So then, what is wrong on Tory?
On the north coast of the island, standing above the main community, the land rises up to a hilltop on the edge of the ocean. On the crest is a second tau-shaped cross that gleams in the sun. I crossed the fields and climbed the steep slope expecting to see this ancient and significant monument to the island’s faith and heritage. Arriving nearly breathless at the top, I was surprised to find that this cross was not some ancient image of the glorious past but merely a couple of pieces of rusted steel C-channel erected in a makeshift pile of stones. Lying close to its base were a couple of old rusty, iron wheels that the creator of the cross had no use for and had left sitting there to junk things up. In a way I felt cheated, as if my climb had been for naught. But turning to face north, I discovered that I stood on a most wonderful cliff overlooking the wide expanse of ocean, with a gannet soaring by, and the sea stretching to the hazy blue horizon. Looking back at the rusted steel icon, I realized that I was standing before a metaphor of the island’s present problems. The rusty steel icon was imposed upon the wonderfully natural scene just as modern society is imposed upon the community below. Tory is a microcosm of our twenty-first century world. Too much is falsely manufactured, standing in the way of the natural order of things. Big government, mass communications, mind-erasing media, and even the give-away of pension money have removed not just the Tory Islanders but all of us from being in touch with the earth. Metaphorically, we will have to remove the hollowness of our modern existence if we are to return to those things which make our lives meaningful and of value.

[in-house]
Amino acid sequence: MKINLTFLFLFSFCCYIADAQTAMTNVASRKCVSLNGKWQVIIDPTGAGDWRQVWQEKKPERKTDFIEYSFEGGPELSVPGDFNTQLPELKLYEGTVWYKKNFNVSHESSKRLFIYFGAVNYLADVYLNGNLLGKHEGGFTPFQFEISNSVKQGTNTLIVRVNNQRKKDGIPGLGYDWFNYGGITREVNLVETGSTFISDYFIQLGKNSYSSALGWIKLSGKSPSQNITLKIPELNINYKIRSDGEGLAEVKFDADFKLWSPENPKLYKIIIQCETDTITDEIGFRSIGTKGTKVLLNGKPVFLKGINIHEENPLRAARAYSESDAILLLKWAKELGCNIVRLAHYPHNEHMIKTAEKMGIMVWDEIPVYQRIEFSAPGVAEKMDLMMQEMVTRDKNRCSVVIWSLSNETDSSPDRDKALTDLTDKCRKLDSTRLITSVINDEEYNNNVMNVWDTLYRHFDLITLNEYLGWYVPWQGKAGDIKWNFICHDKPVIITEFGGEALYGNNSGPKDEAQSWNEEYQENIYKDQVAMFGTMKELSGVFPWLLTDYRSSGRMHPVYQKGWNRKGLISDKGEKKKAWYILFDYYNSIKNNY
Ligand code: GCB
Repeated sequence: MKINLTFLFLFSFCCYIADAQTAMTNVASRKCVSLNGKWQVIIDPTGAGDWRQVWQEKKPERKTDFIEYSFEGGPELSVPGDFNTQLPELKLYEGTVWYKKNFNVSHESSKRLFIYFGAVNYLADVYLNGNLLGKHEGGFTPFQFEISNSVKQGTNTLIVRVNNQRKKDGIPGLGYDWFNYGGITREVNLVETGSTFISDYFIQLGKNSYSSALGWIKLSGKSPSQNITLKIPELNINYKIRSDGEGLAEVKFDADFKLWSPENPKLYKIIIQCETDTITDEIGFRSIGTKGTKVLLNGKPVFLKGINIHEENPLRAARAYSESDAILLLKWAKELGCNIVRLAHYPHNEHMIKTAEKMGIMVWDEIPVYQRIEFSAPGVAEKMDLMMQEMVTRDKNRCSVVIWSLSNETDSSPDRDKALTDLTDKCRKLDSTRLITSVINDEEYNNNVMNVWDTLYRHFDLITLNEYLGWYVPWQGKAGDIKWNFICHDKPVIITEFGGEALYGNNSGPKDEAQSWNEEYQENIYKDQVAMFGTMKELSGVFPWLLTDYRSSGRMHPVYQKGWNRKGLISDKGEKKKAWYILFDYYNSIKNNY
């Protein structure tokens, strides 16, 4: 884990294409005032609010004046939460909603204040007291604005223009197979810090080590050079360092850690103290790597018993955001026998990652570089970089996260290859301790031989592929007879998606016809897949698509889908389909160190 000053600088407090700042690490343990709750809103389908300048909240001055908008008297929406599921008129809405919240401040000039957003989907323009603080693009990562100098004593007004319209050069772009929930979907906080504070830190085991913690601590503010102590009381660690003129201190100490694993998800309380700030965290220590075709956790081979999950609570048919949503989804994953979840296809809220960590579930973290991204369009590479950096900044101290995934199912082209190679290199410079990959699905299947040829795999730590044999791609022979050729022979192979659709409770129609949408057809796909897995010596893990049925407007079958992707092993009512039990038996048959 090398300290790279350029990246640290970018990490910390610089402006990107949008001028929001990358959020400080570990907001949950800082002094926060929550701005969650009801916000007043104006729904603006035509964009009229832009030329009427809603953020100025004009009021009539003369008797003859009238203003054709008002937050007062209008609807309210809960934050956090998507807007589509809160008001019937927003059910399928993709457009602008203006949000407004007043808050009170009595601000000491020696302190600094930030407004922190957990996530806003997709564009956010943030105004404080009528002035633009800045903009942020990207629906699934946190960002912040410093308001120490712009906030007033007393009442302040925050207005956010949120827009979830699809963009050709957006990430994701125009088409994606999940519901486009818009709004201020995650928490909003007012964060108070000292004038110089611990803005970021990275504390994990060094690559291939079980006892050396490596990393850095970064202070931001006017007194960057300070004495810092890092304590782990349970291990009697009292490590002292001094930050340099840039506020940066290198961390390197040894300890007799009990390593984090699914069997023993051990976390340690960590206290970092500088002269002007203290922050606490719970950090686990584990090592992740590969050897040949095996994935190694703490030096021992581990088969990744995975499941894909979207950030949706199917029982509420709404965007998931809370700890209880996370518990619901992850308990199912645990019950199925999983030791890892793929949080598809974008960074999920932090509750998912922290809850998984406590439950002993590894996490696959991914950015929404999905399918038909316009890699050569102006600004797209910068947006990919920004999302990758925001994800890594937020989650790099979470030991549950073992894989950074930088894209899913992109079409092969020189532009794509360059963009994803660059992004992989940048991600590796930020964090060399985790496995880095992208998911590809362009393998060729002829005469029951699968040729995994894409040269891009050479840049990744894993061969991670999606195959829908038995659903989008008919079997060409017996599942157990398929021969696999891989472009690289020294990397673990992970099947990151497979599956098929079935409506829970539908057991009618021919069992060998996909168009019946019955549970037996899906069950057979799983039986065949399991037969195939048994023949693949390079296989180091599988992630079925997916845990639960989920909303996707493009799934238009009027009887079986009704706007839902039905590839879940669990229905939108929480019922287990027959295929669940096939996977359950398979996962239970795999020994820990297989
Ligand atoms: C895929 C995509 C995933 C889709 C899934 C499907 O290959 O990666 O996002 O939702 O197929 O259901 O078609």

So still wondering about the lives of the 150 islanders, I asked the king again about the basis of income on the island. Did they have an occupation or were they doomed to live merely on government pension subsidies. His reply at first seemed to be evasive, but after thinking about it further, I realized his answer was very relevant.
“Our business is to be the people of Tory,” the king replied, “speaking our language, conserving our culture, being proud of our heritage.” This is a worthy endeavor, he maintained, and he sees his role as king to be the lead spokesman and translator of Tory life. If they can preserve the remnant of their past with its simple, moral, salt-of-the-earth existence, then they will offer an important model in contrast to our modern society.
Attracting tourists to come and visit the island, therefore, follows logically. But this then raises the problem: how can you bring more visitors and provide activities that will attract them without destroying the quaint and fragile native island life, which was what the tourists would be coming to see in the first place? Is there a way to find a proper balance so that commercial development doesn’t destroy what remains of the past? Patsy Dan Rodgers, the King of Tory, knows this well and is dedicating his life to achieving it.
One other factor is the worldwide recession that has devastated tourism in so many places, though the halt it has brought about in commercial growth may just give Tory the pause it needs to reconsider and redirect the way it accommodates tourists while preserving its heritage. Noting that on our second night’s stay we were the only guests in the hotel, I asked the hotel owner and ferry captain, Pat Doohan if he thought he could make it through.
“Aye,” Pat replied, a life-long resident whose family had been there for generations, at least some of his ancestors dating back fourteen hundred years . “We Tory Islanders are survivors.”
On the ride back to the mainland in Pat’s ferry, we took a last look at the island with its sea and wind carved cliffs that inspired the stories of evil Balor and then the belltower of St. Colmcille’s monastery on this little island in the ocean. And then I saw the empty fields and the harbor with what remained of the old fishing boats dragged up to uselessness on the beach. I was headed back to the mainland, now, to the outside world that is in so many ways just one big troubled island.
-Stephen B. Coleman, Jr
July 26, 2010